Aria CV: A New Frontier in Pulmonary Arterial Hypertension Therapy
Dan Gladney, President and CEO
Pulmonary arterial hypertension (PAH), characterized by elevated blood pressure in the pulmonary artery, is a heart condition that disproportionately affects women in the prime of their lives between the ages of 35 and 55. In patients with PAH, the vessel walls thicken and narrow, which restricts blood flow and reduces vessel stretch during each heartbeat, resulting in increased pressure and workload on the right side of the heart. Without proper treatment, PAH is progressive and often fatal due to right heart failure. While there are approved therapies like vasodilator drugs that help patients with PAH live a normal life, these drugs are not curative and the disease typically progresses despite therapy. Besides, they also cause several side effects, including headache, nausea, pain in the arms, legs, and jaws, as well as serious implications such as systemic hypotension and desaturation.
The need of the hour is a solution that reduces right ventricle afterload while increasing cardiac output by restoring blood flow. “This is precisely what our device does. Despite the availability of multiple drug therapies, PAH remains a disease with large, unmet needs. Our device-based solution has the potential to treat this disease more effectively and with fewer side effects,” avers Dan Gladney, president and CEO of Aria CV, a medical device firm that is improving the lives of patients suffering from PAH with its novel implantable medical device.
Aria was co-founded by Dr. John Scandurra and Dr. Karl Vollmers, who at the time were Fellows at the University of Minnesota. The duo studied the medical literature and developed a novel approach to treating the disease. They developed early protoypes, tested them in animals, and filed a patent application for the device.
In 2010, Drs. Scandurra and Vollmers licensed the patent from the University and founded Aria CV, Inc. “The idea of having a medical device implant that could provide relief for patients suffering from the disease was very attractive to them,” reveals Gladney. “I was, in fact, one of the very first investors who helped the two of them get the fledgling startup off the ground,” adds Gladney.
Aria’s device is made up of a balloon, catheter, anchor and gas-filled reservoir. The reservoir is implanted in the upper abdominal wall and the balloon resides in the main pulmonary artery. The gas in the balloon compresses and expands based on the blood pressure in the pulmonary artery. “During systole—when the blood is rushing out of the heart into the pulmonary artery—the balloon compresses, and during diastole—when the heart is filling with blood—the balloon re-expands. Essentially the device mimics the function of a healthy pulmonary artery, and helps push the blood downstream,” explains Gladney. In other words, the device imitates the function of the healthy blood vessels by restoring compliance to the pulmonary vessels. By doing so, it enables the heart to pump more blood for less energy. These effects have the potential to improve cardiac output while reducing the burden on the heart.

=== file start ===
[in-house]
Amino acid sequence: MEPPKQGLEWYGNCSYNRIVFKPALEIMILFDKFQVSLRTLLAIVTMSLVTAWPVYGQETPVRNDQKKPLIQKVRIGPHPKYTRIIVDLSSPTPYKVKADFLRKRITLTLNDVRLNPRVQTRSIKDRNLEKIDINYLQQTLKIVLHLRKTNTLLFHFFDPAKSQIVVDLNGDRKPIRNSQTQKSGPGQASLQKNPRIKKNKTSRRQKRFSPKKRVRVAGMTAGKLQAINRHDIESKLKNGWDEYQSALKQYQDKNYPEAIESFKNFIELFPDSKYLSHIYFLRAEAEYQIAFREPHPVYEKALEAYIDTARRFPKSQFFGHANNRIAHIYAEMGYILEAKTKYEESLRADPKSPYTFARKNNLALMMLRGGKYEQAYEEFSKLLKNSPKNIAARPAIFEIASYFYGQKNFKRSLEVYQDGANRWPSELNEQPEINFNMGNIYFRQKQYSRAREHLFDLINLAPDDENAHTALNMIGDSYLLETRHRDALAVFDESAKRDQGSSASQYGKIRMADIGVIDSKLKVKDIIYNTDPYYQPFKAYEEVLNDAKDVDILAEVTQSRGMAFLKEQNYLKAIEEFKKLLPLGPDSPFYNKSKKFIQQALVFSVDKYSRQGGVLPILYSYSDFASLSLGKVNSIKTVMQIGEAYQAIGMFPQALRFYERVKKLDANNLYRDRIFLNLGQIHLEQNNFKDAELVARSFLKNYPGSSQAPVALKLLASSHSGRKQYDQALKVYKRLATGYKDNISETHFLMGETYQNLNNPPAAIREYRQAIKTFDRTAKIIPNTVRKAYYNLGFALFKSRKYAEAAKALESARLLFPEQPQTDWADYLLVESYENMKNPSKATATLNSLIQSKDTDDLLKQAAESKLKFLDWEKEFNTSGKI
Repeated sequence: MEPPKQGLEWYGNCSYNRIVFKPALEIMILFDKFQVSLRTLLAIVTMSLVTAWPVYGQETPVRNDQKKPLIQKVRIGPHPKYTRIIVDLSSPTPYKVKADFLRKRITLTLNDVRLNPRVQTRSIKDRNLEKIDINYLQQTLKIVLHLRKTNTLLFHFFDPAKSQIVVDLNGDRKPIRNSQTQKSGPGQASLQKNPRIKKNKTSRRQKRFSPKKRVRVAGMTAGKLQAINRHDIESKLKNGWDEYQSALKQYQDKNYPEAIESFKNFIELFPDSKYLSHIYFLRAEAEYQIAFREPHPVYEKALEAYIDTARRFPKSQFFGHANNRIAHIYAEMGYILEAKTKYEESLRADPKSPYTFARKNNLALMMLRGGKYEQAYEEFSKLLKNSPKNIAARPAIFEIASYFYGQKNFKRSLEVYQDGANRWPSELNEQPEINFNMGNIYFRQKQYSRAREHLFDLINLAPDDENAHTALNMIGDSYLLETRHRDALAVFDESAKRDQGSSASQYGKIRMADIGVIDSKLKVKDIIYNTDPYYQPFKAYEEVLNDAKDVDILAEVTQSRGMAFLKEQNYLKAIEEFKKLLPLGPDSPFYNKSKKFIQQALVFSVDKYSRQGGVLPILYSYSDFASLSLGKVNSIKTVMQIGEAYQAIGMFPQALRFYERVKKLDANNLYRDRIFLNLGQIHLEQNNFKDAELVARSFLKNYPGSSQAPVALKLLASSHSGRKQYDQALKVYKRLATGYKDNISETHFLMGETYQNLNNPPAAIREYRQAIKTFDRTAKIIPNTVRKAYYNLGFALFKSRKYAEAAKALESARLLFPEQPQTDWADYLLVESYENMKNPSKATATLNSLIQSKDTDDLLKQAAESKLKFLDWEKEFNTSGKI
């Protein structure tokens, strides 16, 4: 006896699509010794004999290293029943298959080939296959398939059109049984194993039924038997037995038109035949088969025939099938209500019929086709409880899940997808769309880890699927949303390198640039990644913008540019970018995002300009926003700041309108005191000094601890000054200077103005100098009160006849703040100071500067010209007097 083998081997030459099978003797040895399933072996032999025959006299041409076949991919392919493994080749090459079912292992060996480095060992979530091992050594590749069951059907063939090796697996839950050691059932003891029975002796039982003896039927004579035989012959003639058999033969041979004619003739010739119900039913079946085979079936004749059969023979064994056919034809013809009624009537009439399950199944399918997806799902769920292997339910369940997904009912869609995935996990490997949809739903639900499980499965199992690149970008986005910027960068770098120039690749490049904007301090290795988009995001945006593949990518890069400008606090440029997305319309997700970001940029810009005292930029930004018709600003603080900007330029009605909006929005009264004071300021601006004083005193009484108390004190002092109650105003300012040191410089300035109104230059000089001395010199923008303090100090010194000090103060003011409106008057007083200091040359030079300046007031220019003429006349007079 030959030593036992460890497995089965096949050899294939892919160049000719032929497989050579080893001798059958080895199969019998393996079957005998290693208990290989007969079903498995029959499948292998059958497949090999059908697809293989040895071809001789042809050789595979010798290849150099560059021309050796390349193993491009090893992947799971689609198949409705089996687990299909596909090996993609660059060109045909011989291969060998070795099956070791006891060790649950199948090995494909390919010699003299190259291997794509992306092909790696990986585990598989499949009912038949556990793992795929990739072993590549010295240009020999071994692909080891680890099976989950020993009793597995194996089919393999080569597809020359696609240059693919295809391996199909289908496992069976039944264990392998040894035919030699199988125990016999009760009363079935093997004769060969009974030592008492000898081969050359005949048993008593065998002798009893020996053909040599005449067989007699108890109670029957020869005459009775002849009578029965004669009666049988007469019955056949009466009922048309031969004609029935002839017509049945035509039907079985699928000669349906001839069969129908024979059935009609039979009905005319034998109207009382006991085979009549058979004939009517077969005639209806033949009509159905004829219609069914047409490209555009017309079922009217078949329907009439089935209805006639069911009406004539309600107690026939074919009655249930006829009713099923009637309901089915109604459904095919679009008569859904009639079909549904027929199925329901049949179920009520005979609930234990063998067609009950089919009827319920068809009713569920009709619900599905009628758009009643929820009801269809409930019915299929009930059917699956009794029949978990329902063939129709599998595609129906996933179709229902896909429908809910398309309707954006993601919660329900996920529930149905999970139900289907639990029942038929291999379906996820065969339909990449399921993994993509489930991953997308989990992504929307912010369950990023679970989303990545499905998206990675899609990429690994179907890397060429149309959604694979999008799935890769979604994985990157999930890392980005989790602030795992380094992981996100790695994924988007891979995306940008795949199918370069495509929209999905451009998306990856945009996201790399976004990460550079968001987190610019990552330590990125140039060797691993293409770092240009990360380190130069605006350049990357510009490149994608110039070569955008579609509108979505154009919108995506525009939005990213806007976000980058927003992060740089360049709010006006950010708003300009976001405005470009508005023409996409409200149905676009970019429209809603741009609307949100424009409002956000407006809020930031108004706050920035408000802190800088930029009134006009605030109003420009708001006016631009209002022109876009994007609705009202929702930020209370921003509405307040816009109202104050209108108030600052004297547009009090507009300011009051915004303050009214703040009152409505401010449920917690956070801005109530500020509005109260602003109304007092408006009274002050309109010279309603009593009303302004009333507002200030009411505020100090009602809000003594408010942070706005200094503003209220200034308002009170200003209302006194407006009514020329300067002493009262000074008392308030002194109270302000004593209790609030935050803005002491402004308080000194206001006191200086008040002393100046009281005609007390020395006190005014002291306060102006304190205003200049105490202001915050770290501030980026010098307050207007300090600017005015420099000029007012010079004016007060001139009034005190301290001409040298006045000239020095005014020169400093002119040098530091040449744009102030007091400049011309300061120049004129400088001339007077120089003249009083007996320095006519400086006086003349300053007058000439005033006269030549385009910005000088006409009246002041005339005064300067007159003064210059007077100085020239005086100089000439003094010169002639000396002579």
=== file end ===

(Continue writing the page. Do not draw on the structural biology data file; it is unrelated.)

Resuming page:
What’s more, the device is completely passive, i.e., it has no battery or electronics and is easy to use, which are vital factors when it comes to medical implants. Aria recently received the ‘Breakthrough Device Designation’ from the FDA and approval to start its EFS trial. Alongside, the company also completed a $31 million Series B round of financing to fund its first clinical study in the United States. “FDA’s Breakthrough Designation affords multiple potential benefits including flexible clinical trial design and facilitated patient access through CMS’ MCIT reimbursement pathway. Part of our series B financing was to also expand the potential of the product by conducting an acute study at the University of Vienna in Vienna, Austria, in patients with pulmonary hypertension caused by left heart failure and lung diseases,” states Gladney. The firm is looking forward to conducting its series C financing in the early Q1 of 2022 which will fund a full PMA trial and commercializing its product by 2024. “Our mission is to address the unmet clinical need for this life-threatening disease with an effective treatment option and the FDA designation brings us one step closer to delivering on the mission,” wraps up Gladney.
Description Aria offers a novel implantable device to improve the lives of patients suffering from the disease of pulmonary arterial hypertension. The company was co-founded by Dr. John Scandurra and Dr. Karl Vollmers, who at the time were Fellows at the University of Minnesota. The duo studied the medical literature and developed a novel approach to treating the disease. They developed early protoypes, tested them in animals, and filed a patent application for the device. The device is completely passive, i.e., it has no battery or electronics and is easy to use, which are vital factors when it comes to medical implants
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